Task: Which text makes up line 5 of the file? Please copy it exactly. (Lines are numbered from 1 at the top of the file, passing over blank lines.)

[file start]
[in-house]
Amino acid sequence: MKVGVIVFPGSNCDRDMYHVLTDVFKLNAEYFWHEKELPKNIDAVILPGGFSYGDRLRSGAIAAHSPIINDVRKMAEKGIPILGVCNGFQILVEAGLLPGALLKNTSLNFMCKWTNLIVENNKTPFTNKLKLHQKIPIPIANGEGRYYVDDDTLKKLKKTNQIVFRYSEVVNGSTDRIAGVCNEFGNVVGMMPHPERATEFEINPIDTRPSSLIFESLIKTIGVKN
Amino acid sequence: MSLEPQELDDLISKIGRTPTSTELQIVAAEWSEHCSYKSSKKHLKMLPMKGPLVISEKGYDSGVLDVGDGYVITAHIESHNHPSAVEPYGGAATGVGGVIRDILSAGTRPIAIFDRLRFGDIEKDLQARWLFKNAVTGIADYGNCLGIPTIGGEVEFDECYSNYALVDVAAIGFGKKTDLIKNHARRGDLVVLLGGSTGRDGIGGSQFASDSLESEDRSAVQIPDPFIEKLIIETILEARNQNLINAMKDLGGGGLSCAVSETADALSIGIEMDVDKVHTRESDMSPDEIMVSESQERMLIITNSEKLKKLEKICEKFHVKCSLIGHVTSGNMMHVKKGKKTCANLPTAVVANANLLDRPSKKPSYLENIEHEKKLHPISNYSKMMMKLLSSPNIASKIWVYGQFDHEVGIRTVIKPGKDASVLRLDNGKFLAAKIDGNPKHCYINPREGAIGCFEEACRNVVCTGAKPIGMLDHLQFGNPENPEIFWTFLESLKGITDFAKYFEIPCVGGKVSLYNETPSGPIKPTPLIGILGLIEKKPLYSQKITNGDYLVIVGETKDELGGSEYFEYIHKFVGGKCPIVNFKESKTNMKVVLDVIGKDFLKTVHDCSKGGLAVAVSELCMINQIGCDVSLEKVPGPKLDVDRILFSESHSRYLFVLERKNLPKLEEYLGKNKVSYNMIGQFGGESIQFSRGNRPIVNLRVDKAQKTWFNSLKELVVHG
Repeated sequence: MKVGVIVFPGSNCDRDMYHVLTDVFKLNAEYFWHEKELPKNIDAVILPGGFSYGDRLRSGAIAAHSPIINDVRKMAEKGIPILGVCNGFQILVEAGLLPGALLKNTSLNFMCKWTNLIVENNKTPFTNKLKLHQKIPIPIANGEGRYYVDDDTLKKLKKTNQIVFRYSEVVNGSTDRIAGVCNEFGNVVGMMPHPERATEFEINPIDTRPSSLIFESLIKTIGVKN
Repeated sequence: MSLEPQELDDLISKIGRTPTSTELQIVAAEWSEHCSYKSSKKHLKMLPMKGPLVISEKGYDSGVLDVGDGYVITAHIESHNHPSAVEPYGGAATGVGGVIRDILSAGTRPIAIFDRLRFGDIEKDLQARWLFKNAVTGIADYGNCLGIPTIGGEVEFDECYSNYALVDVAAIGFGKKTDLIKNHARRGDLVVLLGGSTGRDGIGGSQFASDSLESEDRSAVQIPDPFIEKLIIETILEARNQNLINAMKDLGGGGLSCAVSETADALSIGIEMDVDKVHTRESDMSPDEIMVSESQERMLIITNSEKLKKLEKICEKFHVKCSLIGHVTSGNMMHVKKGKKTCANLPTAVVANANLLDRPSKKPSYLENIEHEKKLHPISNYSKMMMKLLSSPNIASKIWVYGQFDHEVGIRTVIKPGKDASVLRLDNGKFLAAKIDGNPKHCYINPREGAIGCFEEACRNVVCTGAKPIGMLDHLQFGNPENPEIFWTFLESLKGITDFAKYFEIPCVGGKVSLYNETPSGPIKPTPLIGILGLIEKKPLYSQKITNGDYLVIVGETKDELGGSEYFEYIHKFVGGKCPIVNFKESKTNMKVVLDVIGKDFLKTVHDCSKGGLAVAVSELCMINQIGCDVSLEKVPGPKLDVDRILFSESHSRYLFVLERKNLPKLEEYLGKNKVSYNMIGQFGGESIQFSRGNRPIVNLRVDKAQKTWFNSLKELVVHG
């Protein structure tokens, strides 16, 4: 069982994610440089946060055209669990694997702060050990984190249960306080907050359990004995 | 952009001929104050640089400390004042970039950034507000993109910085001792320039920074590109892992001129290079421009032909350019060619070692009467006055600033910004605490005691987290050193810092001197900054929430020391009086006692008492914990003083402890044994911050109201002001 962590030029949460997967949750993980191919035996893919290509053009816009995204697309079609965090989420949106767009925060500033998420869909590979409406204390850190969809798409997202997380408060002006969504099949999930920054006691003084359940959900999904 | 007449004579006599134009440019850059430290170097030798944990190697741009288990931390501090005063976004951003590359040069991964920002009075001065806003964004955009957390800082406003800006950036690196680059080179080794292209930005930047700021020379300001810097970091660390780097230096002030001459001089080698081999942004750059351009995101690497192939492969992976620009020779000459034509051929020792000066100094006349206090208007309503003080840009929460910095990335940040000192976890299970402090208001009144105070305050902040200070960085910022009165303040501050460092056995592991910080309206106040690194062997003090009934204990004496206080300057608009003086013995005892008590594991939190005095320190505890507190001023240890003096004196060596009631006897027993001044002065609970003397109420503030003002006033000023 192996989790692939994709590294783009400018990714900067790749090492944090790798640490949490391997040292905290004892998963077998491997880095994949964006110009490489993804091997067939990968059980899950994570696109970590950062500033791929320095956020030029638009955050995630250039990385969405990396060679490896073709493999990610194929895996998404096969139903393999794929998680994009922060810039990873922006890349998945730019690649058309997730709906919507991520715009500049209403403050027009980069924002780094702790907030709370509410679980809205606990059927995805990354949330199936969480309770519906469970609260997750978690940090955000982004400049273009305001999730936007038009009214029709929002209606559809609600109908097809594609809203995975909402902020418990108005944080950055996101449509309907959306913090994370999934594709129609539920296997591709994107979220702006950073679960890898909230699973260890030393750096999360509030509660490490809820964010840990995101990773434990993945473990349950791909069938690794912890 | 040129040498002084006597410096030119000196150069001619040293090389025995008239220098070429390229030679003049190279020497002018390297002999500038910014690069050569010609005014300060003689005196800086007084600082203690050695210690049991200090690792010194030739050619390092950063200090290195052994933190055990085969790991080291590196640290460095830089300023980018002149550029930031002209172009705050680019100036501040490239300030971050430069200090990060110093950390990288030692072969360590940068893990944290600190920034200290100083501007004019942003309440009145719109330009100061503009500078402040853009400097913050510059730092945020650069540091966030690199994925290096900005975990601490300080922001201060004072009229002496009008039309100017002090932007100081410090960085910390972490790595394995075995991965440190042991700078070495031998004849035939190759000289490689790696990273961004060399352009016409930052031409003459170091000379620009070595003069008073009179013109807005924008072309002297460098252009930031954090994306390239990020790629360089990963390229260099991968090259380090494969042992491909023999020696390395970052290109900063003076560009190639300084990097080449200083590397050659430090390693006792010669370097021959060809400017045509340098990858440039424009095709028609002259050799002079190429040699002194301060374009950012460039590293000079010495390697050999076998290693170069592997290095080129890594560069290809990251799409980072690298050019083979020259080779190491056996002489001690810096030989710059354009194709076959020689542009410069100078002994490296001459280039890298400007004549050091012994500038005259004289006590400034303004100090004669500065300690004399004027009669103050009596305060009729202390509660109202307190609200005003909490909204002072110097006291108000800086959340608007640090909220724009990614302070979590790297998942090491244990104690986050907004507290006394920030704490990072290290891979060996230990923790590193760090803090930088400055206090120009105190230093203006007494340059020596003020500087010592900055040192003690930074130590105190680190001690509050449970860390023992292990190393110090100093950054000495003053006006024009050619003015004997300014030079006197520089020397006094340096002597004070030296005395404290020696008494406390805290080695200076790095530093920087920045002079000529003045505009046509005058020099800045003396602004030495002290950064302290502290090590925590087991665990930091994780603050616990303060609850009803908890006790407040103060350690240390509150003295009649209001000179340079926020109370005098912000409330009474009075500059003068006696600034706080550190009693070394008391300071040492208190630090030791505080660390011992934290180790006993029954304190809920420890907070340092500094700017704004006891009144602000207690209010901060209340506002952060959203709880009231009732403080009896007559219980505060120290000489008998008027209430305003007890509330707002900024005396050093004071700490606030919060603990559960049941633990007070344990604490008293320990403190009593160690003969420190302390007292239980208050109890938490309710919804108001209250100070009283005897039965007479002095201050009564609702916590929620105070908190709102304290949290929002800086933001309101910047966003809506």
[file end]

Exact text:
Repeated sequence: MSLEPQELDDLISKIGRTPTSTELQIVAAEWSEHCSYKSSKKHLKMLPMKGPLVISEKGYDSGVLDVGDGYVITAHIESHNHPSAVEPYGGAATGVGGVIRDILSAGTRPIAIFDRLRFGDIEKDLQARWLFKNAVTGIADYGNCLGIPTIGGEVEFDECYSNYALVDVAAIGFGKKTDLIKNHARRGDLVVLLGGSTGRDGIGGSQFASDSLESEDRSAVQIPDPFIEKLIIETILEARNQNLINAMKDLGGGGLSCAVSETADALSIGIEMDVDKVHTRESDMSPDEIMVSESQERMLIITNSEKLKKLEKICEKFHVKCSLIGHVTSGNMMHVKKGKKTCANLPTAVVANANLLDRPSKKPSYLENIEHEKKLHPISNYSKMMMKLLSSPNIASKIWVYGQFDHEVGIRTVIKPGKDASVLRLDNGKFLAAKIDGNPKHCYINPREGAIGCFEEACRNVVCTGAKPIGMLDHLQFGNPENPEIFWTFLESLKGITDFAKYFEIPCVGGKVSLYNETPSGPIKPTPLIGILGLIEKKPLYSQKITNGDYLVIVGETKDELGGSEYFEYIHKFVGGKCPIVNFKESKTNMKVVLDVIGKDFLKTVHDCSKGGLAVAVSELCMINQIGCDVSLEKVPGPKLDVDRILFSESHSRYLFVLERKNLPKLEEYLGKNKVSYNMIGQFGGESIQFSRGNRPIVNLRVDKAQKTWFNSLKELVVHG